I was chatting with @MartinGuest about using an airbrush in kitchen painting, say on fretwork. Painting a kitchen you regularly come across fretwork, spindles on plate racks, or need to get inside wine racks, or cupboards and smaller spaces. Brushes on sticks and foam wrapped around a stick, you can get anywhere, but spray does have its speed advantages, if only to get the paint on more efficiently into awkward spots so you can finish off manually. Airbrushes sound about right, but they don;t have enough clout to push water based paints through.
This little beauty however lies between an airbrush and a full blown litre pot HVLP for small jobs.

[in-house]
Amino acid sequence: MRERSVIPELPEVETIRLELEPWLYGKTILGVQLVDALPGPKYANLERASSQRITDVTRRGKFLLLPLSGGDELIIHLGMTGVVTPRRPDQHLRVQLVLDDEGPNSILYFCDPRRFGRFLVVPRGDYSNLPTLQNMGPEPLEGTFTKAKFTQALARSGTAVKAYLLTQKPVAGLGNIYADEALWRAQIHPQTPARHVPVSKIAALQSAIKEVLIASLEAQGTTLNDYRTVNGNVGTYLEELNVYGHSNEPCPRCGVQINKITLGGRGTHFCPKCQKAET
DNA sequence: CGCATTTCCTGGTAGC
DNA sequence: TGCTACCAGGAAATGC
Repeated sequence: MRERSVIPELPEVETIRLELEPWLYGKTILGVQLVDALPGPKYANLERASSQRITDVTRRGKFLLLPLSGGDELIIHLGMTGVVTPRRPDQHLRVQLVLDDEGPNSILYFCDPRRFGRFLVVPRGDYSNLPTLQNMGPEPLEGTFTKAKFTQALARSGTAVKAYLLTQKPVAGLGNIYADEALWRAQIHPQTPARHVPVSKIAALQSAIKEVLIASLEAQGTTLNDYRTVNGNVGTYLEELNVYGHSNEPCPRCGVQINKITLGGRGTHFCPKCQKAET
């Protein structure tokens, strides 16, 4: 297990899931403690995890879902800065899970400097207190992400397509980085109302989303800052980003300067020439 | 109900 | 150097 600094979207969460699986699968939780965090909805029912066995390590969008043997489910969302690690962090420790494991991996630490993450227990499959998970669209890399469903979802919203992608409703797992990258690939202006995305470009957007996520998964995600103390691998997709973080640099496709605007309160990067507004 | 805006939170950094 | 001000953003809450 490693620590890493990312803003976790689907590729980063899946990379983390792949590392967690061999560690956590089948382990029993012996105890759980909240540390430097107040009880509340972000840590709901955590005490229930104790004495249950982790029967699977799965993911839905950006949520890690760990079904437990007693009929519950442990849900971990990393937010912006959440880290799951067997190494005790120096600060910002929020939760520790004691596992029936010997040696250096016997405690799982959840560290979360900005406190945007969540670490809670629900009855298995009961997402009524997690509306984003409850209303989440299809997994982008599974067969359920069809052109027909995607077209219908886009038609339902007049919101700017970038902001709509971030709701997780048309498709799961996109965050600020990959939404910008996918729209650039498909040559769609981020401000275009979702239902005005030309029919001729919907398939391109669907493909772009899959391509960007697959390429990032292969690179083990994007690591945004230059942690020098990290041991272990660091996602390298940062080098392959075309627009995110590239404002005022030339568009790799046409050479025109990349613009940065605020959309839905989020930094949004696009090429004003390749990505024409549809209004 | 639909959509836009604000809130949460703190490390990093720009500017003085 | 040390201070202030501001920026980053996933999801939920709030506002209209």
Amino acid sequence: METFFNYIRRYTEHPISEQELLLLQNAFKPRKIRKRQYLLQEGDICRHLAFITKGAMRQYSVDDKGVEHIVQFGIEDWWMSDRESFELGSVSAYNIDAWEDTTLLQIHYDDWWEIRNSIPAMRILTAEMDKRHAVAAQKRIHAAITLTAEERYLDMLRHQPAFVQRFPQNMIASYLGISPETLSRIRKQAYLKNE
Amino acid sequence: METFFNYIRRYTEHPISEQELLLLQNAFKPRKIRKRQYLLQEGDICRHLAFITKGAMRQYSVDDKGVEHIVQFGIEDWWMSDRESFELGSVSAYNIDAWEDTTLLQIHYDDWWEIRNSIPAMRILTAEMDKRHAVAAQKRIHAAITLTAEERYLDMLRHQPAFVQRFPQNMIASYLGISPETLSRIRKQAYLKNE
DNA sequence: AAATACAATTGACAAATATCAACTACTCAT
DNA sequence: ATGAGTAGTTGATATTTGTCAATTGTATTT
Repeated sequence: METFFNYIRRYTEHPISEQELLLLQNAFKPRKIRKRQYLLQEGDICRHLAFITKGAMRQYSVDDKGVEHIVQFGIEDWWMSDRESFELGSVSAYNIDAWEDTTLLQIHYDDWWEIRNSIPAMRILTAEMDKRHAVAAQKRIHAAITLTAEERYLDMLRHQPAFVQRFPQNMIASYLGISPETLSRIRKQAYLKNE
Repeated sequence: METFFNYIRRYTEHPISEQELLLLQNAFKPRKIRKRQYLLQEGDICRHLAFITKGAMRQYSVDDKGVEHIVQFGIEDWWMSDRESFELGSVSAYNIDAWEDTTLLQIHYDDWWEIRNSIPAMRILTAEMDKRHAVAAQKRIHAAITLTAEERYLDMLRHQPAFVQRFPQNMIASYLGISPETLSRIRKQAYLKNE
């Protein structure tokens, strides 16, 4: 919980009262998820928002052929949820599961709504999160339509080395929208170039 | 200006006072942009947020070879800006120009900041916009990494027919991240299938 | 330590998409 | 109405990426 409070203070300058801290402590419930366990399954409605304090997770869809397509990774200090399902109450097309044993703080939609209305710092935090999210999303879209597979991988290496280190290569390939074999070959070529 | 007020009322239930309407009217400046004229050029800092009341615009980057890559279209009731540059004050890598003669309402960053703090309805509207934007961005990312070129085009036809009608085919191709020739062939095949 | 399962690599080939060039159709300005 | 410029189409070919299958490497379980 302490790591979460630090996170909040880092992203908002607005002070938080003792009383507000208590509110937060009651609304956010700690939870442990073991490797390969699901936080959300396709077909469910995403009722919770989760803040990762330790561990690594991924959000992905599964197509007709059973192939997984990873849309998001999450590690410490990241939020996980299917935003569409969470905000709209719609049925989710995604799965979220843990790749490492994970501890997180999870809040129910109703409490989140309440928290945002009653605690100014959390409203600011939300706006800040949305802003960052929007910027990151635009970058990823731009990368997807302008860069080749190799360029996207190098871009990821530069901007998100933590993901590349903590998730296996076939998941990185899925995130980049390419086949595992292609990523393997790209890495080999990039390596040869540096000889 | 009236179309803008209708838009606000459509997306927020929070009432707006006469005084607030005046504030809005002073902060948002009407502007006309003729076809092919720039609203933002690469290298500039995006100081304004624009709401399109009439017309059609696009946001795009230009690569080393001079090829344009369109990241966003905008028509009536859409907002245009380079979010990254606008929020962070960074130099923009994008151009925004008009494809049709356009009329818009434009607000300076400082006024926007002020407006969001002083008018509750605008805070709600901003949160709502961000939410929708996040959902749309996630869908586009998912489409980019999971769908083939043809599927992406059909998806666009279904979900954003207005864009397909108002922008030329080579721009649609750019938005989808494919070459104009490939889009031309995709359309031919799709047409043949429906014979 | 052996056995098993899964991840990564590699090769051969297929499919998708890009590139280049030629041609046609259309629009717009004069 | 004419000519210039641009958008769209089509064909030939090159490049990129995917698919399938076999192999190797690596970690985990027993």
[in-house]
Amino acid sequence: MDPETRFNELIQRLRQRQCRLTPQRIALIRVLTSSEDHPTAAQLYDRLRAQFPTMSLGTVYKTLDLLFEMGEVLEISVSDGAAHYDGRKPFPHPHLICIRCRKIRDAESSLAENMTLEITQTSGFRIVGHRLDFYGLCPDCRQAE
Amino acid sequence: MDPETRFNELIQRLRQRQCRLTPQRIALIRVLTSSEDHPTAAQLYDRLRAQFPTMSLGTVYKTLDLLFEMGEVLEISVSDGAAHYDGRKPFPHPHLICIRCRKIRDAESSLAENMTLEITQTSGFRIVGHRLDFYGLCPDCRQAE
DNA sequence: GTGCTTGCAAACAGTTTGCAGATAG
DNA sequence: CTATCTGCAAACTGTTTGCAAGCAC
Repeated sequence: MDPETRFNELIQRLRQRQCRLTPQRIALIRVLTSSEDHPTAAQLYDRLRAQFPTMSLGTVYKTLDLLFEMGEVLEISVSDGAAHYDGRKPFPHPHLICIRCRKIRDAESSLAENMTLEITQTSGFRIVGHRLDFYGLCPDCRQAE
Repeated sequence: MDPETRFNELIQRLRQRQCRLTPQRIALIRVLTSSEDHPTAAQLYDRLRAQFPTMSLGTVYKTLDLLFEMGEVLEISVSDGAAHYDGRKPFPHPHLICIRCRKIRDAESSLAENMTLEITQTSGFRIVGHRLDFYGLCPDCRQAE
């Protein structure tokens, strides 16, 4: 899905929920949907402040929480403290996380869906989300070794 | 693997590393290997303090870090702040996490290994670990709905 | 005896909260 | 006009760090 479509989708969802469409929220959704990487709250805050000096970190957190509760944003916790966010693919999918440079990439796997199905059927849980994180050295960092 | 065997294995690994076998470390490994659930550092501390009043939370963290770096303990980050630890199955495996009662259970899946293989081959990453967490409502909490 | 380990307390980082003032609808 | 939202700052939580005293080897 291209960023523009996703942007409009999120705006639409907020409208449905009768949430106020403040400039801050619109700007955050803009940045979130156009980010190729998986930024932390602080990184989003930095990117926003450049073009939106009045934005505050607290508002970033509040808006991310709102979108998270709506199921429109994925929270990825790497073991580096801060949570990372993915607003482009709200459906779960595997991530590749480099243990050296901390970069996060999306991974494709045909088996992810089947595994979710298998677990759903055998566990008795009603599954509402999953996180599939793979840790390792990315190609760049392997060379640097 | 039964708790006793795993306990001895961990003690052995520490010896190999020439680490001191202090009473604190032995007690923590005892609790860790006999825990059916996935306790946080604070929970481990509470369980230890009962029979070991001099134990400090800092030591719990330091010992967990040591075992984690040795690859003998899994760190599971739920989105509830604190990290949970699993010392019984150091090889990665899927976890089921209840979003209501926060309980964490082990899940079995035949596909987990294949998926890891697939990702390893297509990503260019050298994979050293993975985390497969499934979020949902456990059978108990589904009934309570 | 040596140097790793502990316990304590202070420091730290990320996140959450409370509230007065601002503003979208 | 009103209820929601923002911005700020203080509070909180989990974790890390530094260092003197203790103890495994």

An HVLP gun, but on a mini scale. Alistair Flint specified this Satajet mini HVLP for me, and it is pretty and useful - a “lady stage set painter’s gun”. So you get control, and a smallish reservoir, making it ideal for the smaller jobs, and it is quick to clean and colour change. Or use it as a conventional HVLP.
You need a small 2HP compressor and there are special unions for it, Alistair has it all off pat with what is needed. Not cheap either, but Sata are a top end gun.
I particularly like how you can decant off a small amount of shellac primer and spray apply it to knots or small areas.
Obviously you have the initial cost of the kit, but for touch ups and spot priming, it is a much more efficient and better quality way than using shellac with a brush, and gives you more control than spray cans.
Here is a fuller article with further info